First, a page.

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Trans-Tasman Netball Round 1: Socks, crocodiles and English choking

An Australian national netball competition is on the way (Photo via www.anz-championship.com)
Expert
6th April, 2016
23
2032 Reads

The first round of the Trans-Tasman Netball League has been run and won, with a couple of close games and some good, old-fashioned thrashings. Let’s take a look at how each of the games went down.

The round kicked off with the Northern Mystics taking on the Southern Steel in a battle for supremacy of New Zealand.

Unfortunately, the occasion was marred by Mystics captain Maria Tutaia’s problematic compression gear.

In trouble in 2015 for wearing a sleeve with highly visible personal sponsor logos, she clearly hadn’t learnt her lesson, donning socks and a sleeve that contained tiny little writing all over them saying “Lose the game Steel” thousands of times as a sneaky, subliminal messaging stunt.

While it looked like the trick had worked for most of the game, the Mystics unfortunately thought there was a new rule in place this year that declared the final four minutes of the game was to be a ‘warm down’ and nothing that happened in this period counted. The Steel, having brushed up on the rules, snuck away with a one-goal win and the power to rename New Zealand ‘Invercargill is the Greatest-Land’.

We moved quickly on to the Queensland Firebirds taking on the Mainland Tactix, which is kind of like seeing the Harlem Globetrotters play the English cricket team.

The Firebirds gave the Tactix a fighting chance by playing with their hands tied behind their backs for the first 12 minutes of the game, but once they freed themselves, it was all over for the battlers from Christchurch.

Goal attack Gretel Tippett made the lay up shot look so easy, it seemed the next logical step was for her to start slam dunking. The Firebirds all but emptied their bench in the final quarter, throwing a bunch of newbies out on court.

It was assumed that they might rest their star goal shooter Romelda Aiken, but it seems that she has put a permanent sticking solution on the GS bib and refuses to take it off.

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That was sad news for the fans of the brilliantly named Beryl Friday, replacement goal shooter for the Firebirds, as it would have rounded out the night to see her get on court, particularly as the game was on a Friday. However, even without the magnificent Friday, the Firebirds managed to win by 15.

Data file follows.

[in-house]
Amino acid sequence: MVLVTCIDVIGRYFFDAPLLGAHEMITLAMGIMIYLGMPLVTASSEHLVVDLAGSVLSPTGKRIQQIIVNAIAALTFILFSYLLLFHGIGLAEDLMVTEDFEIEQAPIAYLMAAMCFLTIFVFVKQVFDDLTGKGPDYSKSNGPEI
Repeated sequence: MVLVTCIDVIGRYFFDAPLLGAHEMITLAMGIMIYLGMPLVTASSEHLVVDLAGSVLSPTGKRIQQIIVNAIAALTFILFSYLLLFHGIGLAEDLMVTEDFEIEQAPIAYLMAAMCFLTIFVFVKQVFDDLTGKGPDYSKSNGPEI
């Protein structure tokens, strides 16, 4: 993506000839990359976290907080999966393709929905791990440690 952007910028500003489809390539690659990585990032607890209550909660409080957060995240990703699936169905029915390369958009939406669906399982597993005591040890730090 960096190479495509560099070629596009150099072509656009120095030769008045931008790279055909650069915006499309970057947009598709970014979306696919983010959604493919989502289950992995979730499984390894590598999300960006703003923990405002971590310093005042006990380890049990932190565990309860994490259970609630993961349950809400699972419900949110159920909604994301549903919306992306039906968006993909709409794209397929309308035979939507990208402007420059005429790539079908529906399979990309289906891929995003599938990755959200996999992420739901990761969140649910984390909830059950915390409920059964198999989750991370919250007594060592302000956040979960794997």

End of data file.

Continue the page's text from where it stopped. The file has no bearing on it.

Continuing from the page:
The next day brought us Saturday afternoon netball – an odd choice considering most netball fans play netball on Saturday afternoons, but since when have TTNL ever considered what is convenient for netball fans? Anyway, it was the West Coast Fever taking on the Adelaide Thunderbirds in Perth.

The game started off close, but a rampaging 23-10 second quarter saw the Fever absolutely destroy the Thunderbirds and send them home with nightmares about quokkas, $7 takeaway coffees and Little Creatures beer.

To really rub it in, Fever left their inspirational captain Ashleigh Brazill on the bench for the whole game, just to show they could.

The Thunderbirds tried to take a leaf out of their book at halftime, sending their own captain Erin Bell to the bench in a desperate attempt to claw back the game, but it didn’t pay off quite as well. Both teams threw their bench players into the game, the Fever just for the fun of it, and the Thunderbirds in the hope that one of them was Nat von Bertouch in disguise.

Unfortunately, none of them were and the Fever walked away with the game 63-44.

On Sunday it was the Melbourne Vixens up against the New South Wales Swifts, with the winner to decide whether laneways or beaches were better. After the loss of their starting goal attack, Tegan Philip, to an ACL injury in the pre-season, the Vixens gave youngster Alice Teague-Neeld her first starting seven position in the TTNL.

This would have been very exciting for her, except that she was being asked to share a goal circle with Sharni Layton, which is rather like going to a day spa and finding out your mud bath is filled with crocodiles.

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The Swifts were in no mood to be messed with and came out firing. Before too long, the Vixens were looking for somewhere to hide and were begging spectators to swap positions with them. Once again we saw a healthy amount of bench rotation, as the Vixens looked to find players who weren’t too scared to go near Layton and the Swifts just thought that changing bibs looked like fun.

It looks like being a long season for the Vixens, as the Swifts took the win 57-42 without even working up a sweat.

The final game of the round was between the Central Pulse and the Waikato Bay of Plenty Magic. This game stayed interestingly close all match, which perhaps has something to do with the stat noted by The New Zealand Herald‘s Dana Johannsen during the match – that seven players on court were either born or raised in Australia.

In the end, the Queensland Pulse was too good for the NSW Magic (much like State of Origin), though the game almost ended in one of those infamous draws, when the Magic’s English import Jo Harten had a penalty shot at goal with ten seconds on the clock while her team was one goal down. She missed. It was a feat that would have made Ben Stokes proud.

With Round 1 completed, what does the next round have in store for us? Will Sharni Layton get to play all seven positions at once? Will Romelda Aiken ever know what a bench feels like to sit on? Will more English players choke hilariously? Only time will tell.

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